Investing In REIT's
Today, we're going to talk about how to invest in real estate, not for your home, but actually commercial real estate in your portfolio. So real estate, most of us as individuals hopefully own a home or would like to own a home. But real estate as an investment has been around for quite some time. To go back a little bit into my past experience, there's two parts that helped me understand real estate and how it works. First, when I was on the distribution side of the business, I helped create a product that was based on an institutional style of money management. What's that? Think of defined contribution plans, pension plans, foundations, endowments. Now, in this process, there were a couple of things. I worked specifically with Ibbotson Associates, since purchased by Morningstar. I was on the advisory board over a period of time as we built out this product. In that process, I came across an article called Mind the Gap. Why DC plans defined contributions, outperform DB plans, 401k’s, and Individual investors. Now, this has been updated several times over the years.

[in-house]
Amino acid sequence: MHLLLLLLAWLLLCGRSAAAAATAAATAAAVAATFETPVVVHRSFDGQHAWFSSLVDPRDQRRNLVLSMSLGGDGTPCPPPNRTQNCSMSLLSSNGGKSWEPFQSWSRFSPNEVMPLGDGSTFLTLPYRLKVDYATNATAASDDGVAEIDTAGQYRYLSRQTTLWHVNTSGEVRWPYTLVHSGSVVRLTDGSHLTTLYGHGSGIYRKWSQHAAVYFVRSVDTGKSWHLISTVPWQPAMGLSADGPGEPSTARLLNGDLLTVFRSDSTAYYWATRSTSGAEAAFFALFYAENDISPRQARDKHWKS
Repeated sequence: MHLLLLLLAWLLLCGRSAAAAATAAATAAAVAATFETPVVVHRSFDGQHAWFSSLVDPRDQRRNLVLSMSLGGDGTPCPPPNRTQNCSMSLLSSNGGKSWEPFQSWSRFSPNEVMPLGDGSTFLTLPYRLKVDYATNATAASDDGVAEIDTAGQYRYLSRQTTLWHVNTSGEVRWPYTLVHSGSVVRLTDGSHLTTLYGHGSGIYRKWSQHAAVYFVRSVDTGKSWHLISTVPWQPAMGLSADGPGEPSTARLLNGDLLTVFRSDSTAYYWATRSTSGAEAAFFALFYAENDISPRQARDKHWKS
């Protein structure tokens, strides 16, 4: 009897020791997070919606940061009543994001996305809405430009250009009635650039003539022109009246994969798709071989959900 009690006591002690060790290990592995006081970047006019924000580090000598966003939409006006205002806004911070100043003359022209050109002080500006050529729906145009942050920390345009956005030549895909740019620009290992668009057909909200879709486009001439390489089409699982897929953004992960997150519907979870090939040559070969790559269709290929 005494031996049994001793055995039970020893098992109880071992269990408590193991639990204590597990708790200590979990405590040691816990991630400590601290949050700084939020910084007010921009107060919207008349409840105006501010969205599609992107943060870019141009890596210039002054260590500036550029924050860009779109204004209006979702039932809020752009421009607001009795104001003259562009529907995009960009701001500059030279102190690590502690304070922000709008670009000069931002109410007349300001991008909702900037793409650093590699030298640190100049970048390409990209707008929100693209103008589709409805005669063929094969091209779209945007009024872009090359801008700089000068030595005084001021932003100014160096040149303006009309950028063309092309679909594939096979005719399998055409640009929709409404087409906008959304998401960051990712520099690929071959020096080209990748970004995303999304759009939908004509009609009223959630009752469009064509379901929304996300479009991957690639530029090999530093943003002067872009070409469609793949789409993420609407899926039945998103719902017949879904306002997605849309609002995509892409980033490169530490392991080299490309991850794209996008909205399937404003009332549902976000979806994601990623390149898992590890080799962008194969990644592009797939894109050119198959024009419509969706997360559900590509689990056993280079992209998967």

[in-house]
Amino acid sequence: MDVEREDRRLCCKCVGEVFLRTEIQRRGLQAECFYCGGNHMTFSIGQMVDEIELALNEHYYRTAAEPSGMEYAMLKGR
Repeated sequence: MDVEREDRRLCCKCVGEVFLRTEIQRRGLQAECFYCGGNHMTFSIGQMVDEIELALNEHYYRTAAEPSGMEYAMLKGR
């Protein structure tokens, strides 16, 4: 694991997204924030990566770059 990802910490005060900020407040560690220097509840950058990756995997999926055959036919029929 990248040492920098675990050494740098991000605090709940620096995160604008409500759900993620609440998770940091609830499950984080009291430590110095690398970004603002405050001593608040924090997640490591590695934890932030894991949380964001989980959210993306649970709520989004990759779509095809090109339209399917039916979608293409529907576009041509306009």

I warn you, it is lengthy, but a good read.
Last year I had a great opportunity to hear a presentation from someone on Cornell's endowment. Now, no matter your school, everyone knows Villanova is mine. You can go to your school; they have their financial statements and they always have a page that is listed specifically to their investments.